children: { [key: string]: RadixTrie<T> | Leaf<T> } = {}

  constructor(trie?: RadixTrie<T>) {
    this.parent = trie || null

  // ...

  insert(edges: string[]): RadixTrie<T> | Leaf<T> {
    let currentNode: RadixTrie<T> | Leaf<T> = this

    for (let i = 0; i < edges.length; i += 1) {
      // An edge represents a specific button i.e. Shift, Ctrl, g
      const edge = edges[i]

      // See if the Trie already has a child for this key
      let nextNode = currentNode.get(edge)

      // If this is the last key in this set
      if (i === edges.length - 1) {
        // If this end already exists as a RadixTrie, then replace with a Leaf:
        if (nextNode instanceof RadixTrie) {
          nextNode = null

        // If nextNode doesn't exist (or used to be a RadixTrie) then make a Leaf:
        if (!nextNode) {
          nextNode = new Leaf(currentNode)
          currentNode.children[edge] = nextNode

        return nextNode
      } else {
        // If it's not the last key in the set but we've found a Leaf (an end node), replace it with a RadixTrie.
        if (nextNode instanceof Leaf) nextNode = null

        if (!nextNode) {
          nextNode = new RadixTrie(currentNode)
          currentNode.children[edge] = nextNode
      currentNode = nextNode
    return currentNode

It’s very rich of me to critique code written by GitHub engineers since they’re probably far more capable than I am. But at the same time, I can’t overlook how complex this method can be to read because of the nested loops and conditional statements.

The for loop could be replaced with either a .map or .forEach call allowing us to define the body of the function outside of the insert method. We increase the level of abstraction this way at the cost of less cognitive load.

But the loop aside, the way the conditionals are structured could be improved.

The else block at the bottom is much smaller than the main conditional block before it. We can invert the statements so we can deal with the else first and return early, leaving the most complex case at the bottom of the function and reducing its level of indentation.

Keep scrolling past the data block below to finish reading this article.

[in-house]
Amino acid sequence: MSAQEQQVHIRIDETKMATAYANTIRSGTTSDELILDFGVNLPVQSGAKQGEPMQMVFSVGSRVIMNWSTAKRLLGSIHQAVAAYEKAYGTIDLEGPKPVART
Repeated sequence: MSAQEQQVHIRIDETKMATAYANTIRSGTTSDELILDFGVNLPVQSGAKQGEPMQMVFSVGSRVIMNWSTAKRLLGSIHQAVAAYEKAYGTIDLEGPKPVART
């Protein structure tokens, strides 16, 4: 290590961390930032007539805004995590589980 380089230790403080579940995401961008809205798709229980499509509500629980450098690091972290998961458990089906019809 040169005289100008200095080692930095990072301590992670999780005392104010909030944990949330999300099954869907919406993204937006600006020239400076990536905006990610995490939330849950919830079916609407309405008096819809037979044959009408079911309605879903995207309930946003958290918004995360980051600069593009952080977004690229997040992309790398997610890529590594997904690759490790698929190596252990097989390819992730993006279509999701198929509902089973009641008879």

It’s also worth expanding this short-hand conditional.

if (nextNode instanceof Leaf) nextNode = null

I put great value on consistency and even though this block holds only a single line it would be better to expand it like the others.

Not that we’ve put together the picture of how the Trie gets constructed, let’s examine how it gets traversed. Each time we press a key, the keyDownHandler function that we explored above gets triggered and it advances our position in the Trie.

const newTriePosition = (
  currentTriePosition as RadixTrie<HTMLElement>

The call to get returns either another RadixTrie or a Leaf depending on the combinations that we’ve stored. If it’s a RadixTrie, we should do nothing but wait for more keys to be pressed and advance further. But if it’s a Leaf then a full combination was pressed and we can run the appropriate action.

And if no match was found, then we reset the traversal.

const hotkeyRadixTrie = new RadixTrie<HTMLElement>()
// ...

function resetTriePosition() {
  // ...
  currentTriePosition = hotkeyRadixTrie

The resetTriePosition function resets the current position to the initial value, the root Trie. It’s also worth noting that even though this variable tracks a position, it doesn’t hold a key or an identifier. It’s a reference to the current Trie or sub-Trie that we’re traversing.